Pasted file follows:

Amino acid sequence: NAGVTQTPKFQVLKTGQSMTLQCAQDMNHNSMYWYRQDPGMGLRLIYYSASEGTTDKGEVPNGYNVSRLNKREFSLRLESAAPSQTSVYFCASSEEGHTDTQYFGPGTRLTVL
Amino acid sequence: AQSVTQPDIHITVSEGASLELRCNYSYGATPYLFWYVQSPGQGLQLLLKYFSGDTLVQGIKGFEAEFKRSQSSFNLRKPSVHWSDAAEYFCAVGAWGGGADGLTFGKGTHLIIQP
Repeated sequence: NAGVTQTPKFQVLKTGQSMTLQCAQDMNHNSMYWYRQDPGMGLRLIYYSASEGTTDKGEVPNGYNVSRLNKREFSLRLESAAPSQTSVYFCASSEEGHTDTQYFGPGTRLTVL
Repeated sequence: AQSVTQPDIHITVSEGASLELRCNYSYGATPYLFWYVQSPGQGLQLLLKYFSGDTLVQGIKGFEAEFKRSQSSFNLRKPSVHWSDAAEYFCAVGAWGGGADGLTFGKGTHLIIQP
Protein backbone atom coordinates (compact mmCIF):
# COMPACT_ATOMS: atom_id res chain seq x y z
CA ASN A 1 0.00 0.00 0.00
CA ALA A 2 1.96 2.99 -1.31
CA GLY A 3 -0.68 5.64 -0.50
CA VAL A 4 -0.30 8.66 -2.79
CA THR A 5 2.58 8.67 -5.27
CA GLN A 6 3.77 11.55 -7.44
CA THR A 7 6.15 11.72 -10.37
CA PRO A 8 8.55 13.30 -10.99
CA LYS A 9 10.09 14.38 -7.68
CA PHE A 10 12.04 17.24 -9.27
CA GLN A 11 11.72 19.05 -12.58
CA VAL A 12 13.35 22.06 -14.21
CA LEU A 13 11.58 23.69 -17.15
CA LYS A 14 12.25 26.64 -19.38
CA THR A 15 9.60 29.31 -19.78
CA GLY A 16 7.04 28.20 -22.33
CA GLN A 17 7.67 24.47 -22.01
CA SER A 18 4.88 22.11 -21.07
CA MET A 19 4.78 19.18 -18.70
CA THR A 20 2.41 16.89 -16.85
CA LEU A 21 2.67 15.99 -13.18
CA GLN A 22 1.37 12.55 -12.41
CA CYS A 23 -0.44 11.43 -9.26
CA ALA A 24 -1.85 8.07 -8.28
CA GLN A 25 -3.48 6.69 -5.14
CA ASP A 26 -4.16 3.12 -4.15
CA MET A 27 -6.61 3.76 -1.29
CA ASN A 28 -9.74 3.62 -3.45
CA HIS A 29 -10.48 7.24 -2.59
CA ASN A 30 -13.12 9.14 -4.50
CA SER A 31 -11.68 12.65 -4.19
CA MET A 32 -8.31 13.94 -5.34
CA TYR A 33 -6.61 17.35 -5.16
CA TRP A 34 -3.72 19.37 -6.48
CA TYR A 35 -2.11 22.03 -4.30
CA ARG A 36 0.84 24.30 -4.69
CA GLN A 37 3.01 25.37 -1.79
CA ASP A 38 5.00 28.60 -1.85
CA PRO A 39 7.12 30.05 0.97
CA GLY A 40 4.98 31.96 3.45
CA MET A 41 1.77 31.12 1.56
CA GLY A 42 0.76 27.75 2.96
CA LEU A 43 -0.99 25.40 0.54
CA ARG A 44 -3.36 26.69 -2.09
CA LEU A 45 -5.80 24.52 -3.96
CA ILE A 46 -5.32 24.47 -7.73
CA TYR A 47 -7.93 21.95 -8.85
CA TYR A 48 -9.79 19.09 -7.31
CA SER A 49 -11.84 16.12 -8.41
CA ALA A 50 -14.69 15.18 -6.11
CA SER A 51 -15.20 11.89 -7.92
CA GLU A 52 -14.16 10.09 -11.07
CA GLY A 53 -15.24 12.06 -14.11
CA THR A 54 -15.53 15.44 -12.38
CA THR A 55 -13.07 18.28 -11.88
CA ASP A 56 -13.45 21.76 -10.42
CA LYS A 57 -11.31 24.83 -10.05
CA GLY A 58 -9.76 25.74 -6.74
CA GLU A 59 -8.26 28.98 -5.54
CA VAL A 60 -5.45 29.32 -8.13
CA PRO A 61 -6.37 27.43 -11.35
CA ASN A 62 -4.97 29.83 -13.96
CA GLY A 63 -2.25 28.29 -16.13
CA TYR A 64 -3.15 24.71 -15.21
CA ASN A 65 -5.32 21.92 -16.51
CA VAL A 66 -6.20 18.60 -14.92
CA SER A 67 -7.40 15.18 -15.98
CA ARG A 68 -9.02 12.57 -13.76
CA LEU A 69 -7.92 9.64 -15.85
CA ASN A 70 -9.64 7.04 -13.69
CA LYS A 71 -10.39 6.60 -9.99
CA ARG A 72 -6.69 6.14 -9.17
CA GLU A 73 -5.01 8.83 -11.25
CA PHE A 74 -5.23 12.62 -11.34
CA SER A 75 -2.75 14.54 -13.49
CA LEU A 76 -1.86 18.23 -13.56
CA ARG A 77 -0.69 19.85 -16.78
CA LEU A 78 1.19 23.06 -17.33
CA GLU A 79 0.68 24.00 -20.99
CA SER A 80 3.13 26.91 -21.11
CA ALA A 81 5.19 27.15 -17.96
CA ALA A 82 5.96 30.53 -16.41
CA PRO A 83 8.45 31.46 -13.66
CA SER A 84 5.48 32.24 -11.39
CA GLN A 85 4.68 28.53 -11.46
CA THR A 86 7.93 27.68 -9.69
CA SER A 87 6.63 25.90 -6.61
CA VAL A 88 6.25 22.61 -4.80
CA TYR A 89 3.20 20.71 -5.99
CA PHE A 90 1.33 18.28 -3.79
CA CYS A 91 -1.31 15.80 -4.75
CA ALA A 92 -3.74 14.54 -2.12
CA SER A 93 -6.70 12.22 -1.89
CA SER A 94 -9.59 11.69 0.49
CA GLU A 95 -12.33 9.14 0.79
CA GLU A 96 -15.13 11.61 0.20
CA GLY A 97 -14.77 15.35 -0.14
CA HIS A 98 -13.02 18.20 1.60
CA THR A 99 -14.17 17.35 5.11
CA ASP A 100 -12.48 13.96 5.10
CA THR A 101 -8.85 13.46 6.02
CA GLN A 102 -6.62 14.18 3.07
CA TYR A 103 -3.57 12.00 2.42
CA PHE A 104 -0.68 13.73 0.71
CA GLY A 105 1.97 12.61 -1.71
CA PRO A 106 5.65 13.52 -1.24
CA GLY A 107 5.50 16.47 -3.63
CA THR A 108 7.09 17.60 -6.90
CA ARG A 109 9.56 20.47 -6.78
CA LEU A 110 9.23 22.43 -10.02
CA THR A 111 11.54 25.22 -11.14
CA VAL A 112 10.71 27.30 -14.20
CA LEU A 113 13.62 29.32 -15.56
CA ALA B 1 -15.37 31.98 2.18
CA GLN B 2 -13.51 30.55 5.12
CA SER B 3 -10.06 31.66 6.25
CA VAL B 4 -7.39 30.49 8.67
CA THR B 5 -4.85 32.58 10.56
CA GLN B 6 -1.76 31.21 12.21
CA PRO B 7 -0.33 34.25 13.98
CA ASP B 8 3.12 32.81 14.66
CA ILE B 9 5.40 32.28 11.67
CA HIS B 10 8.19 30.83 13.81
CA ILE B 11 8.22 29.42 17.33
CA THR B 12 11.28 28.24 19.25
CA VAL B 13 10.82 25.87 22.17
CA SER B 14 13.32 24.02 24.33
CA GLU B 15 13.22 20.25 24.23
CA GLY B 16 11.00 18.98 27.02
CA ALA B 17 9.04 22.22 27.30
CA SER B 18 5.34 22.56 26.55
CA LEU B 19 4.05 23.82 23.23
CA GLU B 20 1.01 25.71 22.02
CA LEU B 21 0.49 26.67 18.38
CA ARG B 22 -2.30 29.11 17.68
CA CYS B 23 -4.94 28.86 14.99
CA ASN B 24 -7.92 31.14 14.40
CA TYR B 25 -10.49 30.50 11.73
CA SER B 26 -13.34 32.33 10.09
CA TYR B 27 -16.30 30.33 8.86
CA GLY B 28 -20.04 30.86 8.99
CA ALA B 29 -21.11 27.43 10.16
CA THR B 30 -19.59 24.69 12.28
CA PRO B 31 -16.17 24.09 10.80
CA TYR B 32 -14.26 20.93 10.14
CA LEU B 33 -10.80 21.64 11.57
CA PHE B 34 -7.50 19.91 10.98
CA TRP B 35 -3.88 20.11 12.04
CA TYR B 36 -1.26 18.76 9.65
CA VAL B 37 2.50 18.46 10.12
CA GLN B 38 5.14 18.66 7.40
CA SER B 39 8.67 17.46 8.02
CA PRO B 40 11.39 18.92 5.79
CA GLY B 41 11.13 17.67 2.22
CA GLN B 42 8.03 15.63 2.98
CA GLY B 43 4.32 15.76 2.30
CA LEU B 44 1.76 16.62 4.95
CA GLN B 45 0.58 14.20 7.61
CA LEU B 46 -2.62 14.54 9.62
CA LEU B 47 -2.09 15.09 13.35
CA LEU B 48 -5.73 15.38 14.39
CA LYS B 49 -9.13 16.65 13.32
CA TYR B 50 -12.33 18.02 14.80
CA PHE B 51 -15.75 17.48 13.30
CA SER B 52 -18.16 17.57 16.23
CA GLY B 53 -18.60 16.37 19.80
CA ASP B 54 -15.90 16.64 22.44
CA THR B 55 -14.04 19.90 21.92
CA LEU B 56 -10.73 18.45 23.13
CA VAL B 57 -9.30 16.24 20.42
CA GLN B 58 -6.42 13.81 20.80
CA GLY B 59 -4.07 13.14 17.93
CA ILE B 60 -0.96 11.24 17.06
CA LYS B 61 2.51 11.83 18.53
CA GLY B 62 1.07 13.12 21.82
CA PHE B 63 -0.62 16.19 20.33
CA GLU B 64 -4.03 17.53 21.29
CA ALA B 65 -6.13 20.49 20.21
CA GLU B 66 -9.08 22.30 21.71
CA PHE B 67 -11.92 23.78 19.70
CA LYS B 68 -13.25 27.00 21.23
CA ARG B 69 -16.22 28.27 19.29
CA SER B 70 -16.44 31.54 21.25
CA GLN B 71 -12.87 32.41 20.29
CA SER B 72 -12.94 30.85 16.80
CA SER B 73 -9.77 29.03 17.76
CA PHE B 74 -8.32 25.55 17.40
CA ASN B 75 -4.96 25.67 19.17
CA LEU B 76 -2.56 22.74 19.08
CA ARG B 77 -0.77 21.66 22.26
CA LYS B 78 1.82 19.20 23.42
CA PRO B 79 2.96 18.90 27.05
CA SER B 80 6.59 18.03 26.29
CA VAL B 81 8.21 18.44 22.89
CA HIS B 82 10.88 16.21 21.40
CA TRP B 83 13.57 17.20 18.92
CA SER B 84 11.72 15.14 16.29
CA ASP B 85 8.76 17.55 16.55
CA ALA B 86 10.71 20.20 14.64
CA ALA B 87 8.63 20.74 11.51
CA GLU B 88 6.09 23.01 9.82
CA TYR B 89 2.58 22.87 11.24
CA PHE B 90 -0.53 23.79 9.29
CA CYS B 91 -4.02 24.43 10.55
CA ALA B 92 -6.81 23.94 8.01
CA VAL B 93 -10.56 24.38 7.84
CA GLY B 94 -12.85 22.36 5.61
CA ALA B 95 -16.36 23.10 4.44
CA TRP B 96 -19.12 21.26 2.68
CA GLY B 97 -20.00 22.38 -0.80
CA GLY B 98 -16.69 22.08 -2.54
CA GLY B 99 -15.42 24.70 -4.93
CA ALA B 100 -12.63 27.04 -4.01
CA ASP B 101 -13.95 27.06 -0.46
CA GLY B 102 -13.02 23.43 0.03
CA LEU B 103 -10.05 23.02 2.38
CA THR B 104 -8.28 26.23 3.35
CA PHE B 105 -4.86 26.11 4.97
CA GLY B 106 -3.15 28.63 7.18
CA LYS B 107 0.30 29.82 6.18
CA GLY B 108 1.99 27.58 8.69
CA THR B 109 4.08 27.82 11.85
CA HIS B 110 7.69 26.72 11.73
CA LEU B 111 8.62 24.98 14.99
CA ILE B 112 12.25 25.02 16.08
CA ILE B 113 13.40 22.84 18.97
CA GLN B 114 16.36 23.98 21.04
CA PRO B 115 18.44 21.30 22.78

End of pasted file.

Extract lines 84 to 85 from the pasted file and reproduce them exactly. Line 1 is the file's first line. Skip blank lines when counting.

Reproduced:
CA LEU A 78 1.19 23.06 -17.33
CA GLU A 79 0.68 24.00 -20.99